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SenseTime

SenseTime Reopens Hong Kong IPO as it Excludes US Investors

On Monday, SenseTime relaunched its $767.00 million initial public offering in Hong Kong, which offered the same number of share sales, excluding American investors.

According to regulatory filings, the artificial intelligence company kept its target of selling 1.50 billion shares for between $0.49 and $0.51 each. 

Correspondingly, the announcement of the final price will be on Thursday.

In addition, its shares will start trading on the Hong Kong Stock Exchange on December 30.

Nevertheless, the company will now rely on cornerstone investors to purchase about 67.00% or $511.00 million of shares. 

Remarkably, this edged up from the previous number of 58.00% to $450.00 million of shares.

Last week, the firm pulled its listing after the United States Department of the Treasury placed it on a list of Chinese military-industrial complex companies.

The agency accused SenseTime of developing a facial recognition program to identify a target’s ethnicity, focusing on ethnic Uyghurs.

Accordingly, this bans the US market participants from investing in the firm. 

Meanwhile, it emphasized that its inclusion on the said ban did not negatively impact its business operations.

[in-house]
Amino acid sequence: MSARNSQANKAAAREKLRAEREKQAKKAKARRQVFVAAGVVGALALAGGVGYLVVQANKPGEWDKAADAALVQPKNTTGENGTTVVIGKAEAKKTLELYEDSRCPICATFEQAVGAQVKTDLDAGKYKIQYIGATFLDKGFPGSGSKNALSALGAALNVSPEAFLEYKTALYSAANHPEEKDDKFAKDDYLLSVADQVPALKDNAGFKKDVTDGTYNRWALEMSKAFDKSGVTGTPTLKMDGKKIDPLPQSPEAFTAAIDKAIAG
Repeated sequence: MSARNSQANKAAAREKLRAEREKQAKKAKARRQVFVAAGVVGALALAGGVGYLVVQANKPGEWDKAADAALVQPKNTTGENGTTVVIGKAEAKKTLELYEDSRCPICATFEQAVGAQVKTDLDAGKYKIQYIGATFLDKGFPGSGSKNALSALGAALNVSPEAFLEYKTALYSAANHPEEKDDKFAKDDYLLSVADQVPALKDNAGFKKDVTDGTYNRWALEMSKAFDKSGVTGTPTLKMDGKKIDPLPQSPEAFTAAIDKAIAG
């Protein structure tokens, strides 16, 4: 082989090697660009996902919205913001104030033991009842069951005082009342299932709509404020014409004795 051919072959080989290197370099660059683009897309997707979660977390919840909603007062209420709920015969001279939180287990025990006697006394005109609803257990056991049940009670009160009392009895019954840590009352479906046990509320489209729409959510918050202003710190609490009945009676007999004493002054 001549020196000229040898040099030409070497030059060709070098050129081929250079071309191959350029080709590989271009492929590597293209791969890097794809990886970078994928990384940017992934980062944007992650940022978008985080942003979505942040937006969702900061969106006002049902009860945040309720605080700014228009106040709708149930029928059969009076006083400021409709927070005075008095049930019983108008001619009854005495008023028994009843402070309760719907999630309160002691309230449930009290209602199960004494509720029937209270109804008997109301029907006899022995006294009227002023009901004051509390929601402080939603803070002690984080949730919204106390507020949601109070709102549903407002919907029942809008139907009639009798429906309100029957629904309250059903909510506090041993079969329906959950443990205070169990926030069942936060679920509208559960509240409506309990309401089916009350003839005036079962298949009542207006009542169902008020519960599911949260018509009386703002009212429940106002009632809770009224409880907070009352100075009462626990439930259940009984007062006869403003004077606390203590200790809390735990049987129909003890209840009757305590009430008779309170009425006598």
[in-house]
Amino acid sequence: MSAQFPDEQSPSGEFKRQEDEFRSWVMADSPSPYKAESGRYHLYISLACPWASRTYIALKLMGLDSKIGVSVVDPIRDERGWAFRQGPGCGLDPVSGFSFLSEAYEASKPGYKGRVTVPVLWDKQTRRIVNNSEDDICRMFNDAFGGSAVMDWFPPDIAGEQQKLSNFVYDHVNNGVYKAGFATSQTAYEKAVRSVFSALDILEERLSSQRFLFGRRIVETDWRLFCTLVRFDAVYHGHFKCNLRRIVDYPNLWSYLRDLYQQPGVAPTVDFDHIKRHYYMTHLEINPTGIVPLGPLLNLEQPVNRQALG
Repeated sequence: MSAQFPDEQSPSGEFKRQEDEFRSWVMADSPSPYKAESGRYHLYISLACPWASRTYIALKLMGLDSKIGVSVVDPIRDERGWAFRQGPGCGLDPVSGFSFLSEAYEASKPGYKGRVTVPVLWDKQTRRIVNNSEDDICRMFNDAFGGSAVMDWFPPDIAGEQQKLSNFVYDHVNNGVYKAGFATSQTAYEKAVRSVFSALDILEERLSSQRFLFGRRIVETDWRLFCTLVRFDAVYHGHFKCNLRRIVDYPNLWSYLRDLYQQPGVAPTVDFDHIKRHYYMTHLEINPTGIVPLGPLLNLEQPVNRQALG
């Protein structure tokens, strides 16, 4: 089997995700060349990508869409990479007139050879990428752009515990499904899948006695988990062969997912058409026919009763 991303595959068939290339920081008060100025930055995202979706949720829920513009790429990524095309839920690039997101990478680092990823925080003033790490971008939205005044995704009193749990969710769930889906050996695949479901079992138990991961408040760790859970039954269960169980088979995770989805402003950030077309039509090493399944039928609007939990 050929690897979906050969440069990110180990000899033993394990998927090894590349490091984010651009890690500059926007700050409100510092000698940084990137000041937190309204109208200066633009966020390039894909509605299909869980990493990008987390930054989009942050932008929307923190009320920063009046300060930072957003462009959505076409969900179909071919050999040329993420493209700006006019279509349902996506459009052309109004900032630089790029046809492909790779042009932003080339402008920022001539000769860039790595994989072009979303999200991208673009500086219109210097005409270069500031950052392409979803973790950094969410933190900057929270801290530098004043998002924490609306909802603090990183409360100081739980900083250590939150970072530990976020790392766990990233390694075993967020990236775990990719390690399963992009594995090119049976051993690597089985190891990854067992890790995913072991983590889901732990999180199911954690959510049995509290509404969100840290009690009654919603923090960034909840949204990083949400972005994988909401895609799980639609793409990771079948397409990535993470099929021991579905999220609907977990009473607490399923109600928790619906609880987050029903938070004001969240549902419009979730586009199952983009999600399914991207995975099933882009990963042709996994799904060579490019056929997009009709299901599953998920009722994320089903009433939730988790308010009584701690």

However, SenseTime explained that the resulting lack of American investors could hold back its ability to increase capital and decrease its trading liquidity.

SenseTime Denies US Allegations

Moreover, the AI business reiterated its denial of the US government’s assertions. 

It further remarked that its products and services focus only on civilian and commercial uses, not military benefits. 

Correspondingly, SenseTime listing came along with the backdrop of growing tension between the United States and China.

Last week, the American congress imposed a bill that requires businesses to prove that goods imported from China’s Xinjiang region do not entail forced labor.

Consequently, the US also put drone maker DJI and seven other Chinese companies on an investment exclusion list. 

Earlier this month, the world’s largest economy said that it would not send diplomats to the 2022 Winter Olympics. 

The US noted concerns about China’s human rights record. It cited the genocide in the repression of the predominantly Muslim Uyghur minority. 

Furthermore, other nations, including the United Kingdom and Canada, have joined the diplomatic boycott.

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